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Unformatted text preview: Martin Luther, Address To The Nobility of the German Nation (1520) From the Internet History Sourcebooks Project and translated by C. A. Buchheim. Martin Luther, the leader of the Protestant Reformation, was born at Eisleben, Prussian Saxony, November 10, 1483. He studied jurisprudence at the University of Erfurt, where he later lectured on physics and ethics. In 1505 he entered the Augustinian monastery at Erfurt; two years later was ordained priest; and in 1508 became professor of philosophy at the University of Wittenberg. The starting-point of Luther's career as a reformer was his posting on the church door of Wittenberg the Ninety-five Theses on October 31, 1517. These formed a passionate statement of the true nature of penitence, and a protest against the sale of indulgences. In issuing the Theses, Luther expected the support of his ecclesiastical superiors; and it was only after three years of controversy, during which he refused a summons to Rome, that he proceeded to publish those works that brought about his expulsion from the Church. The year 1520 saw the publication of the three great documents which laid down the fundamental principles of the Reformation. In the "Address to the Christian Nobility of the German Nation," Luther attacked the corruptions of the Church and the abuses of its authority, and asserted the right of the layman to spiritual independence. In "Concerning Christian Liberty," he expounded the doctrine of justification by faith, and gave a complete presentation of his theological position. In the "Babylonish Captivity of the Church," he criticized the sacramental system, and set up the Scriptures as the supreme authority in religion. In the midst of this activity came his formal excommunication, and his renunciation of allegiance to the Pope. He was proscribed by the Emperor Charles V and taken into the protection of prison in the Wartburg by the friendly Elector of Saxony, where he translated the New Testament. The complete translation of the Bible, issued in 1534, marks the establishment of the modern literary language of Germany. The rest of Luther's life was occupied with a vast amount of literary and controversial activity. He died at Eisleben, February 18, 1546. Luther to Nicholas von Amsdorf To the Esteemed and Reverend Master NICHOLAS VON AMSDORF, Licentiate Of holy Scripture and Canon at Wittenberg, my special and kind friend; Doctor Martin Luther. The grace and peace of God be with thee, esteemed and reverend dear sir and friend. he time to keep silence has passed and the time to (Eccl 3:7) speak is come, as saith Ecclesiastes. I have followed out intention and brought together some matters touching the reform of the Christian Estate, to be laid before the Christian Nobility of the German Nation, in the hope that may deign to help His Church through the efforts of the laity, since the clergy, to whom this task more properly belongs, have grown quite indifferent. I am sending the whole thing to your Reverence, that you...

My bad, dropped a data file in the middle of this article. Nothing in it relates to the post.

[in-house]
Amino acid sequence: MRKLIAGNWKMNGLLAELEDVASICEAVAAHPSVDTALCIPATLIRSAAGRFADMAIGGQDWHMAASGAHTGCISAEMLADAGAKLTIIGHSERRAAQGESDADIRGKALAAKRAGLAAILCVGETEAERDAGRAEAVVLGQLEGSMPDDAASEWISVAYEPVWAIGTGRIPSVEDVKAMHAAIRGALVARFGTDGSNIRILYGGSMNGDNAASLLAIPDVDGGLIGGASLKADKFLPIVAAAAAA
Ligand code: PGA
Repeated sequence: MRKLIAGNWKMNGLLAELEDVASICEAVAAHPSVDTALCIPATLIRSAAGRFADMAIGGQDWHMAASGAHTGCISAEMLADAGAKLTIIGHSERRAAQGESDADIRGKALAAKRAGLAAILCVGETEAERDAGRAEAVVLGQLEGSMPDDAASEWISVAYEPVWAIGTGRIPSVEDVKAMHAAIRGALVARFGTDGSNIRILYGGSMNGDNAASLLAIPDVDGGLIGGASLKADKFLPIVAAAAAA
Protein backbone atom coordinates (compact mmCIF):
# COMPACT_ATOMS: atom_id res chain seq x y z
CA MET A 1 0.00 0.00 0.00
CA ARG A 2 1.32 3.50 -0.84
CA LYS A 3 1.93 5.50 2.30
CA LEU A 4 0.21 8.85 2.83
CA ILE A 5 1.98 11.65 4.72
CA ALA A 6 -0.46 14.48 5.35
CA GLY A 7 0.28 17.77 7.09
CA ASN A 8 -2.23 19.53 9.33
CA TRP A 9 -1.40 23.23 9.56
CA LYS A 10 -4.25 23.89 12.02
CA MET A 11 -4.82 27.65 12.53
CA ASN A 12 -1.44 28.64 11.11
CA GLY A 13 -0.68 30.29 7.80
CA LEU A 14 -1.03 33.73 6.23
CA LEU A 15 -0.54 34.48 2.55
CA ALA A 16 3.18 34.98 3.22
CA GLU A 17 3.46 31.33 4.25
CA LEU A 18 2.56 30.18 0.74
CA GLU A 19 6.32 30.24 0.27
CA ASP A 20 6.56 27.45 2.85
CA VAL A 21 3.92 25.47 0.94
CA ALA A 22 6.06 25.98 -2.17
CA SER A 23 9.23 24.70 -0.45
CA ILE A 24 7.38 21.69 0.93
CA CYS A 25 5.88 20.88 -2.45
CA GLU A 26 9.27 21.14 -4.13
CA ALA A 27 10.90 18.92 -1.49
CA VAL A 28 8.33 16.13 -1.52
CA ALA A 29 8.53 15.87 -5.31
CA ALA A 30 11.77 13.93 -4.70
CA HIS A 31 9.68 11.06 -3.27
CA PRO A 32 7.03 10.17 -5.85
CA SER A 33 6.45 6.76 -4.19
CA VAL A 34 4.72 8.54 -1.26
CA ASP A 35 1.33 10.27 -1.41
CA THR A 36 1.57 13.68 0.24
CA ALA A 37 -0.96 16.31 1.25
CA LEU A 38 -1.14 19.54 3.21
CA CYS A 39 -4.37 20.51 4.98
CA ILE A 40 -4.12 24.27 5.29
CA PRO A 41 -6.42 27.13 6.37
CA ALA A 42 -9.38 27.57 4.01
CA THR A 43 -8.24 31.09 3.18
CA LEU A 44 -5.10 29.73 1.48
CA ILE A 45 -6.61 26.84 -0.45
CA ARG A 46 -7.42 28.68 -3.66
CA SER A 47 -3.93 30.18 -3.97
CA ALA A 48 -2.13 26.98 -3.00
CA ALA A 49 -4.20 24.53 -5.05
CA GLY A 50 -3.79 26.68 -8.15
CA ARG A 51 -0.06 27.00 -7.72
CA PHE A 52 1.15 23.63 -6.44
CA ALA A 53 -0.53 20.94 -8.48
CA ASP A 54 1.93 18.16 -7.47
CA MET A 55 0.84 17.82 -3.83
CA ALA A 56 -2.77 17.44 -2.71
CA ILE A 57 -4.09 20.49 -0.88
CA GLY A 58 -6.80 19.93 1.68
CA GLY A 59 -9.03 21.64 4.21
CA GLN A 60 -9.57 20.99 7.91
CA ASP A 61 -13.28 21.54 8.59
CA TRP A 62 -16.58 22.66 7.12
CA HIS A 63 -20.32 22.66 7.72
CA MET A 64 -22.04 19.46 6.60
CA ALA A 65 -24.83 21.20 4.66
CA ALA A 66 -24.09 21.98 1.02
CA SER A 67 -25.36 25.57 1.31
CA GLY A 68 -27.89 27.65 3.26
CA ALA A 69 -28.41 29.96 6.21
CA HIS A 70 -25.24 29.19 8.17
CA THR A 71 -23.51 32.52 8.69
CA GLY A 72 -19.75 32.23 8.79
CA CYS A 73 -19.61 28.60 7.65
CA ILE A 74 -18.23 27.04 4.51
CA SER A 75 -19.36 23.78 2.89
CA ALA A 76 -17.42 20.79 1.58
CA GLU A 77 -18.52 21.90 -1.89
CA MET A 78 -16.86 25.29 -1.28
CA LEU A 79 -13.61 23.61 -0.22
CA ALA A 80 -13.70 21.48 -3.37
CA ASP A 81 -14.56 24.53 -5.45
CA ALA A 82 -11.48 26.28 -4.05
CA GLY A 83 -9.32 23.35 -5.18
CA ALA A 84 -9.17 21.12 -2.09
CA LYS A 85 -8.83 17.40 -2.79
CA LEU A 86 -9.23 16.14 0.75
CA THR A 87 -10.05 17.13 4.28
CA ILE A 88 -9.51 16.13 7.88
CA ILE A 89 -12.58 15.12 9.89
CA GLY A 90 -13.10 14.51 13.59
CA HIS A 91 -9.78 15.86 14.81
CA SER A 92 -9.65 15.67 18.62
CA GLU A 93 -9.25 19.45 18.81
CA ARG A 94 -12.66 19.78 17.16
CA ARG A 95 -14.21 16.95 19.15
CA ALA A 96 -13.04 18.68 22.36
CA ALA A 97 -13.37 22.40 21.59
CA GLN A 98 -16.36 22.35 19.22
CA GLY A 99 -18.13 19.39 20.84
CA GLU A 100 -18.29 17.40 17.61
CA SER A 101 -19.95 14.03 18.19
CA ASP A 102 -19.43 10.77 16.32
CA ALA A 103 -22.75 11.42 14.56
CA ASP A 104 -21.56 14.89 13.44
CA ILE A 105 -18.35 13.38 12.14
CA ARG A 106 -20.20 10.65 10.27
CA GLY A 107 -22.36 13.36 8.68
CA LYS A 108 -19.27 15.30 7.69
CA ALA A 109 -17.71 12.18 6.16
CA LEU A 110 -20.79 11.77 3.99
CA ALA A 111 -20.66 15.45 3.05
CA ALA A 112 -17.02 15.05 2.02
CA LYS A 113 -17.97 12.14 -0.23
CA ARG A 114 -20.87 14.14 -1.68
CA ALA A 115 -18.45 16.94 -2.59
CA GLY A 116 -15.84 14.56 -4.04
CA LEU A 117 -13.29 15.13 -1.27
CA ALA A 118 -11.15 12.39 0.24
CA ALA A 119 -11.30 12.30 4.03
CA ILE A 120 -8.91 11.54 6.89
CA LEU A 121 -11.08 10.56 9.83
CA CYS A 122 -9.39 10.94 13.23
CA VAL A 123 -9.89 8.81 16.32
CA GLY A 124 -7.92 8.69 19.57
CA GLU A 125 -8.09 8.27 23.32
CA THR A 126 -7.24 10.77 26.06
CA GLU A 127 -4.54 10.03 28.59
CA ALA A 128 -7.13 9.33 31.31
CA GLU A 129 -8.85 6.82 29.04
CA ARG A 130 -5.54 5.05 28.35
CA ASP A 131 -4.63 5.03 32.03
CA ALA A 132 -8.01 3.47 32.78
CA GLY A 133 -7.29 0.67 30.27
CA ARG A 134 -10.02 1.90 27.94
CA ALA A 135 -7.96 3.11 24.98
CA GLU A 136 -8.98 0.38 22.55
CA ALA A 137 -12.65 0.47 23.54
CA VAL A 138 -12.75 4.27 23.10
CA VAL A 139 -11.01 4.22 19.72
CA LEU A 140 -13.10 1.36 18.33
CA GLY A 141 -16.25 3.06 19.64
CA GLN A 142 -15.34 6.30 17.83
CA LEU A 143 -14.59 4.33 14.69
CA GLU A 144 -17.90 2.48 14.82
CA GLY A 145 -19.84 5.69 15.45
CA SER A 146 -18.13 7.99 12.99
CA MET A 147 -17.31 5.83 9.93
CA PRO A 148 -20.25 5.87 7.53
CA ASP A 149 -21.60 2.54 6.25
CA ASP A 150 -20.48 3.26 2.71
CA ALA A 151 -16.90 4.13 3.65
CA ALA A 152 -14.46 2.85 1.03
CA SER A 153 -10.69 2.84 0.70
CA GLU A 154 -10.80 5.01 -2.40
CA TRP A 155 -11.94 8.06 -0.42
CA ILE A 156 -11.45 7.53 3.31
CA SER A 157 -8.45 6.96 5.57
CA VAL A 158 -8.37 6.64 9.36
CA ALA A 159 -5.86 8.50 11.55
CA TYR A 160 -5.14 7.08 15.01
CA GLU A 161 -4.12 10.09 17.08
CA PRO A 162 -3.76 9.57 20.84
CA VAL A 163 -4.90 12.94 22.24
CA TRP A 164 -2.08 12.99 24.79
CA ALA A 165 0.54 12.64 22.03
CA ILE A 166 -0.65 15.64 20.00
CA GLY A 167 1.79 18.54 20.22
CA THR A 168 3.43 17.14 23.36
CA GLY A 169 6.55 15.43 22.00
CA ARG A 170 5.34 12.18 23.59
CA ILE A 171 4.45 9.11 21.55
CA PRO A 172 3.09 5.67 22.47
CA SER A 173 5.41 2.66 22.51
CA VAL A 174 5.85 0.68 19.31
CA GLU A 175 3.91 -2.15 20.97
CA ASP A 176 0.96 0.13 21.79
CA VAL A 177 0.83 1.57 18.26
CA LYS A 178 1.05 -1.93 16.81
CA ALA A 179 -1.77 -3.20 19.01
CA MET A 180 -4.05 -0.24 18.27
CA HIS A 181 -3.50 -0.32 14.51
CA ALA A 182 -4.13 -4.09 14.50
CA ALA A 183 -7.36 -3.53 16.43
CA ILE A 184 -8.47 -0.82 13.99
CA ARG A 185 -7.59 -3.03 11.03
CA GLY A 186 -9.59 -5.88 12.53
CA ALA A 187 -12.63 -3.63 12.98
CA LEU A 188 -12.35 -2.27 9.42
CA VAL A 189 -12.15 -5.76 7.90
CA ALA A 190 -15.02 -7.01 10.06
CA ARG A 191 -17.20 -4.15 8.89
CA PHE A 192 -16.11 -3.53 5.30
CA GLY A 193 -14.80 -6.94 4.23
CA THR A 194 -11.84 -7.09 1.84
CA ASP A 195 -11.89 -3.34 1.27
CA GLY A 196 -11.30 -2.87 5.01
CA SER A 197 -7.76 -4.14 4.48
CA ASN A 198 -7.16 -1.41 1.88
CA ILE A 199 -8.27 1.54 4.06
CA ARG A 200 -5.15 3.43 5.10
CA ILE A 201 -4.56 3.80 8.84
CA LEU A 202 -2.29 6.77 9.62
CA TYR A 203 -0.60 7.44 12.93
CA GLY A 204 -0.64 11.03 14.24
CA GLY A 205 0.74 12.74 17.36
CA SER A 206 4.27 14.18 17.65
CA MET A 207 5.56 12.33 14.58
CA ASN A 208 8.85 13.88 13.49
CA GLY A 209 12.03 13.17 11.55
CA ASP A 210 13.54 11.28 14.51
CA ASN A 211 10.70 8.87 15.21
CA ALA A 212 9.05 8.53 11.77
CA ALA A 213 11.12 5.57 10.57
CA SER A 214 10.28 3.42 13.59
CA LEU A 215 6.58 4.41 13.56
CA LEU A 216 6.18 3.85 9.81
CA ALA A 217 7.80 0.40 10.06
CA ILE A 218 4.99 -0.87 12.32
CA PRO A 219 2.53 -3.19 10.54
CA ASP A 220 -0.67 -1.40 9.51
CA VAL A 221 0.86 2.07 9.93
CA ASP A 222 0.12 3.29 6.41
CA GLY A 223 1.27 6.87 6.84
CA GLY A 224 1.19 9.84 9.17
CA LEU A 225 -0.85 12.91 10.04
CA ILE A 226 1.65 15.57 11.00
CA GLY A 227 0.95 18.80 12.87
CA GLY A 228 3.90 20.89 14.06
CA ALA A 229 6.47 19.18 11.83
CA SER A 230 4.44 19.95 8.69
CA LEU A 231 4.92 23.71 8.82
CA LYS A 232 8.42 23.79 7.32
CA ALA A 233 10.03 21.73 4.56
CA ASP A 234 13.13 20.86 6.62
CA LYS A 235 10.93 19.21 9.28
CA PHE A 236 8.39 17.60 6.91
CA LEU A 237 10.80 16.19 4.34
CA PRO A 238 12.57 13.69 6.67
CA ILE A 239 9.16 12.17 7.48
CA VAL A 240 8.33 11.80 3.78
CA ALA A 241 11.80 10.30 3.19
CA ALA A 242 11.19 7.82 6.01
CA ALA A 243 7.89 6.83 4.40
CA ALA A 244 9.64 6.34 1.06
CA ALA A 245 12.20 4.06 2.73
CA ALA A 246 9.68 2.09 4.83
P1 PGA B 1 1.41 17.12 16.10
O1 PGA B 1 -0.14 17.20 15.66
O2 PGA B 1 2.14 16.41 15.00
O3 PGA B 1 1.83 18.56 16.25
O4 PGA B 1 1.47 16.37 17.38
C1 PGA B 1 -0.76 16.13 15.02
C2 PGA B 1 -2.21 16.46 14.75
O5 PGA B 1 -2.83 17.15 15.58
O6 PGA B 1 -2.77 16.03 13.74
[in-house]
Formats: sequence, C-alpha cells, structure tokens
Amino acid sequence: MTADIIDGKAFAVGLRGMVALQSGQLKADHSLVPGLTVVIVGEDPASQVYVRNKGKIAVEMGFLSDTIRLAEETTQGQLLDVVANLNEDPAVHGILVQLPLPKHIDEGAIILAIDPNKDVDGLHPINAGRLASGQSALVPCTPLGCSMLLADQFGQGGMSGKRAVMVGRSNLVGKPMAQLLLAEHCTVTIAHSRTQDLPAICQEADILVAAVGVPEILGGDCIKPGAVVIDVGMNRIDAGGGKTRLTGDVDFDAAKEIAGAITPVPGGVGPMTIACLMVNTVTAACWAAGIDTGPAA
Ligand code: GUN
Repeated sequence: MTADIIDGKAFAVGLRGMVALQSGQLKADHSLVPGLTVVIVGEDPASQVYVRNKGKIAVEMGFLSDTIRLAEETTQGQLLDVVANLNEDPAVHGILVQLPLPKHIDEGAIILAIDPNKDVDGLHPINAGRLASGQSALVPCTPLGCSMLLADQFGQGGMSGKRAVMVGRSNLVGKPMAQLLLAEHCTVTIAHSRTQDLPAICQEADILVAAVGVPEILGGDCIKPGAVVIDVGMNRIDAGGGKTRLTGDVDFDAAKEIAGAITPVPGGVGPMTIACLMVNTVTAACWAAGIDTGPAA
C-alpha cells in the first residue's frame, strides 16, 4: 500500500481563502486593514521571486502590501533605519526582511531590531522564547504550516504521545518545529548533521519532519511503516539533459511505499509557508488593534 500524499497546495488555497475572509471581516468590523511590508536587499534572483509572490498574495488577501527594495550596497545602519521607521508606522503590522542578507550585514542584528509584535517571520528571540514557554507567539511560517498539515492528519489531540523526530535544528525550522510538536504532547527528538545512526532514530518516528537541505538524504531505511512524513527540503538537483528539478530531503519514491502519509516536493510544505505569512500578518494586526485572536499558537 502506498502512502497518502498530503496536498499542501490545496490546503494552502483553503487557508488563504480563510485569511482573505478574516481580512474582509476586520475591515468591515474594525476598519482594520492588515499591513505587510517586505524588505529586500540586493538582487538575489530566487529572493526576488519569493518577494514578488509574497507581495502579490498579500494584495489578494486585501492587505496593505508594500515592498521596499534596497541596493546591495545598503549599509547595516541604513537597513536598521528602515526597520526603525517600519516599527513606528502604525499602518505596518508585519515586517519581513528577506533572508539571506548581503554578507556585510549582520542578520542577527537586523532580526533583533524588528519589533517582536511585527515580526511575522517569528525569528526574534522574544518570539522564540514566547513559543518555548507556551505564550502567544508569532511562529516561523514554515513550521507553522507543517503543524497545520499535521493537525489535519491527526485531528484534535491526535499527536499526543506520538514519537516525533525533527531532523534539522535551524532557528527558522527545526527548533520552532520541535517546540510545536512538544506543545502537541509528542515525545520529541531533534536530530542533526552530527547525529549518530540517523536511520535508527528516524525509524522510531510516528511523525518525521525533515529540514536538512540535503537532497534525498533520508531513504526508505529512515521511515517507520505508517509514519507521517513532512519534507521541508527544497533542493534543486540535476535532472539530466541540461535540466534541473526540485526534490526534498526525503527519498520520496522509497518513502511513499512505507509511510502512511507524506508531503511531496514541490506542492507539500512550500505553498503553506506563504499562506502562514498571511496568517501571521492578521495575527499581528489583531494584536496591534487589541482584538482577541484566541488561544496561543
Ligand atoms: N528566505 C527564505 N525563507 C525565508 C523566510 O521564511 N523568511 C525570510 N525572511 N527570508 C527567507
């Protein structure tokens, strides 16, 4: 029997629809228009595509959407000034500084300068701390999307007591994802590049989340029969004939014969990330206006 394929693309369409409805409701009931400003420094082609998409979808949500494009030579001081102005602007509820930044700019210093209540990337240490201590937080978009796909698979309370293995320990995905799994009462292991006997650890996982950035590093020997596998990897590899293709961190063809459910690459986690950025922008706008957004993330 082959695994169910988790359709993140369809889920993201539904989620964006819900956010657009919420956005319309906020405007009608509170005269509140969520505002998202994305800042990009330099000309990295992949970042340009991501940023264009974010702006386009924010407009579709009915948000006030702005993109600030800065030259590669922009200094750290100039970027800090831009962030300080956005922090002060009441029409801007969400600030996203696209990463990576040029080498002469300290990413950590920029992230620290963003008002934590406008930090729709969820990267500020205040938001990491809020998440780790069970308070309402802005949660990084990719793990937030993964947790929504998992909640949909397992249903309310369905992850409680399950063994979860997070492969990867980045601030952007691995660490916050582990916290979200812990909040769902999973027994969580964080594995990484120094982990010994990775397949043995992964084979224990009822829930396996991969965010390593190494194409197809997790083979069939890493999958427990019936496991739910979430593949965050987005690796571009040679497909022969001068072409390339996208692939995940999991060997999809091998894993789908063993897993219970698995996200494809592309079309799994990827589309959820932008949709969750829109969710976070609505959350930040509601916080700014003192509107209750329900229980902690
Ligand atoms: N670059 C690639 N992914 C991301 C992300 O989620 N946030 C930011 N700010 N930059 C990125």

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- The Bible